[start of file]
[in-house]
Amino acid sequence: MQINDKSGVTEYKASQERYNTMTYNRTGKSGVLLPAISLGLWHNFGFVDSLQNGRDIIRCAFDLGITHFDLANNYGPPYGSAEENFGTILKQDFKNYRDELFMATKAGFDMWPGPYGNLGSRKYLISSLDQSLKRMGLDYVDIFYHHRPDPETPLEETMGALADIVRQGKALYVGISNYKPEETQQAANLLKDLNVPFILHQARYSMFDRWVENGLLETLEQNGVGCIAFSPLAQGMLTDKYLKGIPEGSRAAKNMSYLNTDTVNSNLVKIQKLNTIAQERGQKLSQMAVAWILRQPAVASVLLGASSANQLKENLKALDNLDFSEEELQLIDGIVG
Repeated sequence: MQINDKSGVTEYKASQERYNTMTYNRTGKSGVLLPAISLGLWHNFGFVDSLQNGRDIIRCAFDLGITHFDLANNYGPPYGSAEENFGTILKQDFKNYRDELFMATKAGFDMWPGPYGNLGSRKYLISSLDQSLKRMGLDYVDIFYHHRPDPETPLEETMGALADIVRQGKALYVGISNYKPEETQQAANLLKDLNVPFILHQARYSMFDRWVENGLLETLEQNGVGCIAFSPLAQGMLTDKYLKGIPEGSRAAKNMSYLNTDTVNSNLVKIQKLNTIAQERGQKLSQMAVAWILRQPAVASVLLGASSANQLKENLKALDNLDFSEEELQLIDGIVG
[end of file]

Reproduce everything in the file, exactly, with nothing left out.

[in-house]
Amino acid sequence: MQINDKSGVTEYKASQERYNTMTYNRTGKSGVLLPAISLGLWHNFGFVDSLQNGRDIIRCAFDLGITHFDLANNYGPPYGSAEENFGTILKQDFKNYRDELFMATKAGFDMWPGPYGNLGSRKYLISSLDQSLKRMGLDYVDIFYHHRPDPETPLEETMGALADIVRQGKALYVGISNYKPEETQQAANLLKDLNVPFILHQARYSMFDRWVENGLLETLEQNGVGCIAFSPLAQGMLTDKYLKGIPEGSRAAKNMSYLNTDTVNSNLVKIQKLNTIAQERGQKLSQMAVAWILRQPAVASVLLGASSANQLKENLKALDNLDFSEEELQLIDGIVG
Repeated sequence: MQINDKSGVTEYKASQERYNTMTYNRTGKSGVLLPAISLGLWHNFGFVDSLQNGRDIIRCAFDLGITHFDLANNYGPPYGSAEENFGTILKQDFKNYRDELFMATKAGFDMWPGPYGNLGSRKYLISSLDQSLKRMGLDYVDIFYHHRPDPETPLEETMGALADIVRQGKALYVGISNYKPEETQQAANLLKDLNVPFILHQARYSMFDRWVENGLLETLEQNGVGCIAFSPLAQGMLTDKYLKGIPEGSRAAKNMSYLNTDTVNSNLVKIQKLNTIAQERGQKLSQMAVAWILRQPAVASVLLGASSANQLKENLKALDNLDFSEEELQLIDGIVG